News Release
A digital illustration of a pregnant woman and a close up of a heart diagram.

PHILADELPHIA— Advancements in the study of two rare heart conditions—peripartum cardiomyopathy (PPCM), and dilated cardiomyopathy (DCM)—contributed by researchers at the Perelman School of Medicine at the University of Pennsylvania may serve as critical guides in future work toward developing therapies for the conditions. The lab of Zoltan Arany, MD, PhD, the Samuel Bellet Professor of Cardiology and a professor of Cell and Developmental Biology, published their findings this month in the New England Journal of Medicine (NEJM), adding to separate research they recently published in the Journal of Clinical Investigation (JCI).

PPCM is a severe cardiac condition affecting approximately 1 in 1,000 pregnant or recently pregnant women, characterized by the weakening of the heart muscle, leading to reduced cardiac function. Certain factors increase the risk of developing PPCM, including advanced maternal age, multiple gestations (twins or more), anemia, and hypertensive disorders of pregnancy. Black women in the United States are at a much higher risk compared to White women, for reasons that remain unclear. Treatment for PPCM generally involves standard heart failure management strategies, including medications like diuretics, beta-blockers, and ACE inhibitors. In severe cases, advanced therapies such as LVADs or heart transplantation may be considered.

Unlike PPCM, DCM can occur at any age and is not specifically related to pregnancy and affects about 1 in 100 people. Risk factors for DCM can include a family history of heart disease, certain infections, exposure to toxins, and other underlying heart conditions.

The recent JCI study focused on the role of genetic variants in the TTN gene, which encodes for a crucial protein called titin. Titin acts like a spring, playing a vital role in the assembly and regulation of heart muscle contraction. The study sheds light on how specific genetic variants, known as truncating variants (TTNtvs), in the TTN gene may contribute to DCM. Arany and his team developed a patient-specific antibody to detect these TTNtvs in human heart tissue. Using this novel approach, they found that TTNtvs are present in hearts affected by DCM, indicating a potential link between these genetic variants and the development of the disease.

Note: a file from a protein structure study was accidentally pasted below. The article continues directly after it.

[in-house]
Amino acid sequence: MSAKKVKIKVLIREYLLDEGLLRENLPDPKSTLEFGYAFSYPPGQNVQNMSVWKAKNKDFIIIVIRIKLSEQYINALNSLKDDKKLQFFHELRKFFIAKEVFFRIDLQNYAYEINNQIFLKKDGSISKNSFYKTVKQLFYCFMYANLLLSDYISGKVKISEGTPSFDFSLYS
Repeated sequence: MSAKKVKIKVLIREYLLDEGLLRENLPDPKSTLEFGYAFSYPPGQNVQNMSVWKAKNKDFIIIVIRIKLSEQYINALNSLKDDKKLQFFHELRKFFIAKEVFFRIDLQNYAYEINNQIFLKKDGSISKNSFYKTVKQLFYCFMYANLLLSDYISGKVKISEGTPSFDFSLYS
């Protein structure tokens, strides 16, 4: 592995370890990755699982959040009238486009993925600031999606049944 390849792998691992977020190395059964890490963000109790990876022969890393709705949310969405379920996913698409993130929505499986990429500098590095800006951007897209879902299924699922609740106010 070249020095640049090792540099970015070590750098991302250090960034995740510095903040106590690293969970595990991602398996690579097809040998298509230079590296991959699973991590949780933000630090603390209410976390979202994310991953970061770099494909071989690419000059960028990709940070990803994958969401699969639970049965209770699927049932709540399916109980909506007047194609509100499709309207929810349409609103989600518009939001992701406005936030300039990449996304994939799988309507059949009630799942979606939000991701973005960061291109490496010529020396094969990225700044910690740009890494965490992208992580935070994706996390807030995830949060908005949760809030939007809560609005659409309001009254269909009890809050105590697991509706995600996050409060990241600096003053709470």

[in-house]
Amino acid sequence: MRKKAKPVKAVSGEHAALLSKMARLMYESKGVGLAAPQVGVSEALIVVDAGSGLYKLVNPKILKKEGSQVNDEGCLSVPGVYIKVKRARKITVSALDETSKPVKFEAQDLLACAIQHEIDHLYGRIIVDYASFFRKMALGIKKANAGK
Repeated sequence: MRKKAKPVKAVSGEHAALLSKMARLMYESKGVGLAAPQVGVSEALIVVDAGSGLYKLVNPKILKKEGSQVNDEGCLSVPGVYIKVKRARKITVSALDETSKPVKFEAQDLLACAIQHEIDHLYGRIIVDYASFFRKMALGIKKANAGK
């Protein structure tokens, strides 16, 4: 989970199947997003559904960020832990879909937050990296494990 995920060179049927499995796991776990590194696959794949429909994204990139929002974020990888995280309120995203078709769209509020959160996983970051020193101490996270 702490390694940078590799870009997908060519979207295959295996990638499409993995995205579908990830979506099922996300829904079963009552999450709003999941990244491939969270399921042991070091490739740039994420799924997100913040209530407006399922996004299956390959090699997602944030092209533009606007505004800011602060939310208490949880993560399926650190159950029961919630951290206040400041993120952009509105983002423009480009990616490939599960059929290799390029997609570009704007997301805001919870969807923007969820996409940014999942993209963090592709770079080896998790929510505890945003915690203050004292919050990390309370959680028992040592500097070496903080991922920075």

The study also revealed that the truncated titin proteins associated with TTNtvs integrate into the heart's muscle structure. This suggests that these genetic variants may impact the sarcomere, the basic unit of heart muscle, influencing its structure and function.

Meanwhile, the recent article in the NEJM consolidates the current state of knowledge about PPCM, while providing a roadmap for navigating the complexities of the disease. Past research from the Arany lab has highlighted the racial disparities in PPCM, with Black women in the US being four times more likely than White women to develop the disease. The NEJM article emphasizes the critical need for early diagnosis and the development of effective management strategies, given that PPCM is now a leading cause of maternal mortality in many parts of the world.